Several rounds of destructive warfare ensued, and now Altazia is fractured into a multitude of tiny states. A lot of people died, many of them mages and nobles. Entire mage families had died out, or were reduced to such a state that ambitious newcomers started preying on them in various ways. Transport links were cut or redirected as close regions suddenly became bitter enemies or economic rivals. And in the end, nothing was really solved – the next round of wars is coming and everyone knows it.

This inevitability of another great war colors a lot of politics in Altazia. Arguably, it is the most important factor to consider. After all, a country that makes a blunder in dealing with this approaching conflict could pay a heavy price – one that will make anything else they’ve done irrelevant in comparison.

Of course, one must ask the question: will the next war be simply another disastrous repeat of the Splinter Wars that fractures Altazia even further or will it lead to the birth of a new hegemon that will control the continent?

Eldemar, Sulamnon, and Falkrinea are all convinced that the next was is going to be absolutely crucial. Whoever wins the upcoming conflict will eliminate their biggest competitors. From that point on, it’s just a matter of time before this winner extends its influence over the entirety of the continent. It’s unlikely that the winner will literally conquer the continent – none of the three nations have the manpower to forcibly take control over everything. But they don’t have to. The Old Alliance didn’t directly control everything either, but it still ruled over it.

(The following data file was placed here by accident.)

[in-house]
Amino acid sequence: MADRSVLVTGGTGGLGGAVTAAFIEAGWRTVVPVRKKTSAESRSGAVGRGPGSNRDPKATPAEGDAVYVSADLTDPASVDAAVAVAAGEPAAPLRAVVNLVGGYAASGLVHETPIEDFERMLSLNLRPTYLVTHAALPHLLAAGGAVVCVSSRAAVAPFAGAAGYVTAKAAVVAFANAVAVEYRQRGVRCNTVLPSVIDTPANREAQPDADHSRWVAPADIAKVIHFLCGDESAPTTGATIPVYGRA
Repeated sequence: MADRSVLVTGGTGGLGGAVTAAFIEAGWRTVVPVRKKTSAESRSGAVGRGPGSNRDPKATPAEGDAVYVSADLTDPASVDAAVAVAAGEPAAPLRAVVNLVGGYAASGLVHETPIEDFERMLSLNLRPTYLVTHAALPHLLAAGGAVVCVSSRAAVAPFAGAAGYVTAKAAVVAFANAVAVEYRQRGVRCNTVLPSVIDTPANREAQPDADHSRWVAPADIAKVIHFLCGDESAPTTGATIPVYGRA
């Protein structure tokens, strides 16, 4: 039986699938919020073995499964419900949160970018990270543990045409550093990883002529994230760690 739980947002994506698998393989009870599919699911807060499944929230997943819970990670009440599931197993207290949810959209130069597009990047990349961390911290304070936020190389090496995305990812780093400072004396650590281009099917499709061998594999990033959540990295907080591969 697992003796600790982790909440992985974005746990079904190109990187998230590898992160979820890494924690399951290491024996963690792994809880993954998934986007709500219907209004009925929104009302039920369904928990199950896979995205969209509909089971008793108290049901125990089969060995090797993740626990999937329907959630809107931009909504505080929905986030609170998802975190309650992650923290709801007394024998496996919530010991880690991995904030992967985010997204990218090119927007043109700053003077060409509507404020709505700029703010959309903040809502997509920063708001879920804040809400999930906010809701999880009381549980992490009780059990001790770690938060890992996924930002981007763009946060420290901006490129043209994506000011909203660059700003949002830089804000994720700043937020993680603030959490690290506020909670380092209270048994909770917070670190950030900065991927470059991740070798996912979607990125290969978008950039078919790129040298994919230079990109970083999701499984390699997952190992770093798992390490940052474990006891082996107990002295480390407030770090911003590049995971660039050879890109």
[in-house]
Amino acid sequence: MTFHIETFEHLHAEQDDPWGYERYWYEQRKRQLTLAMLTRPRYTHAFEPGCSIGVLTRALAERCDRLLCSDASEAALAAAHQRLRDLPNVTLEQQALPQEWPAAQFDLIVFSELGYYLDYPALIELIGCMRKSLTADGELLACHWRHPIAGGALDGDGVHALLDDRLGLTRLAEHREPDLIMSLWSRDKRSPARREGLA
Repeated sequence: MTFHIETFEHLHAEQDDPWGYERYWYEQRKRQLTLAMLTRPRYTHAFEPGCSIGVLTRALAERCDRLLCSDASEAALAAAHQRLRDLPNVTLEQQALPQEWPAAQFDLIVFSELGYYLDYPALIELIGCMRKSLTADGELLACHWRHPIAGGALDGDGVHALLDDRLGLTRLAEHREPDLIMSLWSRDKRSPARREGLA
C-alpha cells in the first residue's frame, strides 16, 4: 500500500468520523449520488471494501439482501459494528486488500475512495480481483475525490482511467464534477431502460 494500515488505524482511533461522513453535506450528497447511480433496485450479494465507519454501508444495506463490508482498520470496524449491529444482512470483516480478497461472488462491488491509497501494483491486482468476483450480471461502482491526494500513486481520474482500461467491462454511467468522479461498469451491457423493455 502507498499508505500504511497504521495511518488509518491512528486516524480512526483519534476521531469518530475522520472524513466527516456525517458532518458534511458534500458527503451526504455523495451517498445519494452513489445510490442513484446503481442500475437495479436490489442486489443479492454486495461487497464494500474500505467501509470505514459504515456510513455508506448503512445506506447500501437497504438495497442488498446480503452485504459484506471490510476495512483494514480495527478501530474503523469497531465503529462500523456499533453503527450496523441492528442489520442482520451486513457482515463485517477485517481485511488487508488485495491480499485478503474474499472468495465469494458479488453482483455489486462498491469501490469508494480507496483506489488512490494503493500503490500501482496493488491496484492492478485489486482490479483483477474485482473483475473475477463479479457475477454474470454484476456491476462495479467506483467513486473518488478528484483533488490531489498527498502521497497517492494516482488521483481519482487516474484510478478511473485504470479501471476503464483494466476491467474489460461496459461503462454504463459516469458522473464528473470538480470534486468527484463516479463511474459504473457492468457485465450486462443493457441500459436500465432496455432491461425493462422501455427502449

Secondary powers, such as Tetra and Abnazia, are gambling that the next war will be less decisive. They think the current situation will persist for a lot longer, or maybe even that the Big Three are going to exhaust themselves and provoke internal divisions, splintering into smaller, more manageable states. After all, the last couple of wars resulted in pretty much that – why should this war be any different? Of course, this assessment of the future is a little suspect, and many say it’s just wishful thinking. After all, if the next war results in the birth of a continental hegemon, the political ambitions of secondary powers will die a swift death. Their conclusion is less a dispassionate assessment of the situation and more of a vision of a future they wish to see, and which they are actively working to bring about in existence in any way they can.

What is my opinion on the outcome of the next war? Is it really inevitable like the in-universe Altazians think, and if it is who is likely to win it?